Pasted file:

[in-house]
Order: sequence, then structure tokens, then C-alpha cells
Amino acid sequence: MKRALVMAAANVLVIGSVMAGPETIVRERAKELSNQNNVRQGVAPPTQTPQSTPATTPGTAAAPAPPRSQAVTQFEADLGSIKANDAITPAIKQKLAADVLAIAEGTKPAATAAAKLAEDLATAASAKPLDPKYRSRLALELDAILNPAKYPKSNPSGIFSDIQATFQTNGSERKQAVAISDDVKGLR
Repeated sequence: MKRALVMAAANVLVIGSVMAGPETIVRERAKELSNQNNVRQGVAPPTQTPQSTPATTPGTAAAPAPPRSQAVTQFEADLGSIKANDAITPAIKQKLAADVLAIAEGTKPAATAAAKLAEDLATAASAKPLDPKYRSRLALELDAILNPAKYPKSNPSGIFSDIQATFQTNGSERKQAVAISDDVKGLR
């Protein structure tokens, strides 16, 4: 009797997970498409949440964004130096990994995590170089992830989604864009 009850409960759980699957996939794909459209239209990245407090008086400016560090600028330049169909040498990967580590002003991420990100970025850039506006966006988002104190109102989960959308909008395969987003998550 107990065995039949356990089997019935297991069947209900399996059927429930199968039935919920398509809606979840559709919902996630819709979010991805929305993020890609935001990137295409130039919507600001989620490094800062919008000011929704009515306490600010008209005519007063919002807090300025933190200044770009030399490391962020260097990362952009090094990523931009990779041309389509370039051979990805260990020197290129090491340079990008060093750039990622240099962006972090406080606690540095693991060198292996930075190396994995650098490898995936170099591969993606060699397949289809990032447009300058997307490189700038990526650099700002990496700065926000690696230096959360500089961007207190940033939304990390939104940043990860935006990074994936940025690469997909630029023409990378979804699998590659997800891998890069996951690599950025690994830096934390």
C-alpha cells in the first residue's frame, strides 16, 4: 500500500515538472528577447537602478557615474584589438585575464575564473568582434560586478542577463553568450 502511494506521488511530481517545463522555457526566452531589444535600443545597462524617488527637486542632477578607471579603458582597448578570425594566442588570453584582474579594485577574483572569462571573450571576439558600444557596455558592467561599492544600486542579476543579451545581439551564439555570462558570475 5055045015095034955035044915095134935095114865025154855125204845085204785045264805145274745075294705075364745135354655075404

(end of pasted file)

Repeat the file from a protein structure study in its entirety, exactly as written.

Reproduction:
[in-house]
Order: sequence, then structure tokens, then C-alpha cells
Amino acid sequence: MKRALVMAAANVLVIGSVMAGPETIVRERAKELSNQNNVRQGVAPPTQTPQSTPATTPGTAAAPAPPRSQAVTQFEADLGSIKANDAITPAIKQKLAADVLAIAEGTKPAATAAAKLAEDLATAASAKPLDPKYRSRLALELDAILNPAKYPKSNPSGIFSDIQATFQTNGSERKQAVAISDDVKGLR
Repeated sequence: MKRALVMAAANVLVIGSVMAGPETIVRERAKELSNQNNVRQGVAPPTQTPQSTPATTPGTAAAPAPPRSQAVTQFEADLGSIKANDAITPAIKQKLAADVLAIAEGTKPAATAAAKLAEDLATAASAKPLDPKYRSRLALELDAILNPAKYPKSNPSGIFSDIQATFQTNGSERKQAVAISDDVKGLR
């Protein structure tokens, strides 16, 4: 009797997970498409949440964004130096990994995590170089992830989604864009 009850409960759980699957996939794909459209239209990245407090008086400016560090600028330049169909040498990967580590002003991420990100970025850039506006966006988002104190109102989960959308909008395969987003998550 107990065995039949356990089997019935297991069947209900399996059927429930199968039935919920398509809606979840559709919902996630819709979010991805929305993020890609935001990137295409130039919507600001989620490094800062919008000011929704009515306490600010008209005519007063919002807090300025933190200044770009030399490391962020260097990362952009090094990523931009990779041309389509370039051979990805260990020197290129090491340079990008060093750039990622240099962006972090406080606690540095693991060198292996930075190396994995650098490898995936170099591969993606060699397949289809990032447009300058997307490189700038990526650099700002990496700065926000690696230096959360500089961007207190940033939304990390939104940043990860935006990074994936940025690469997909630029023409990378979804699998590659997800891998890069996951690599950025690994830096934390």
C-alpha cells in the first residue's frame, strides 16, 4: 500500500515538472528577447537602478557615474584589438585575464575564473568582434560586478542577463553568450 502511494506521488511530481517545463522555457526566452531589444535600443545597462524617488527637486542632477578607471579603458582597448578570425594566442588570453584582474579594485577574483572569462571573450571576439558600444557596455558592467561599492544600486542579476543579451545581439551564439555570462558570475 5055045015095034955035044915095134935095114865025154855125204845085204785045264805145274745075294705075364745135354655075404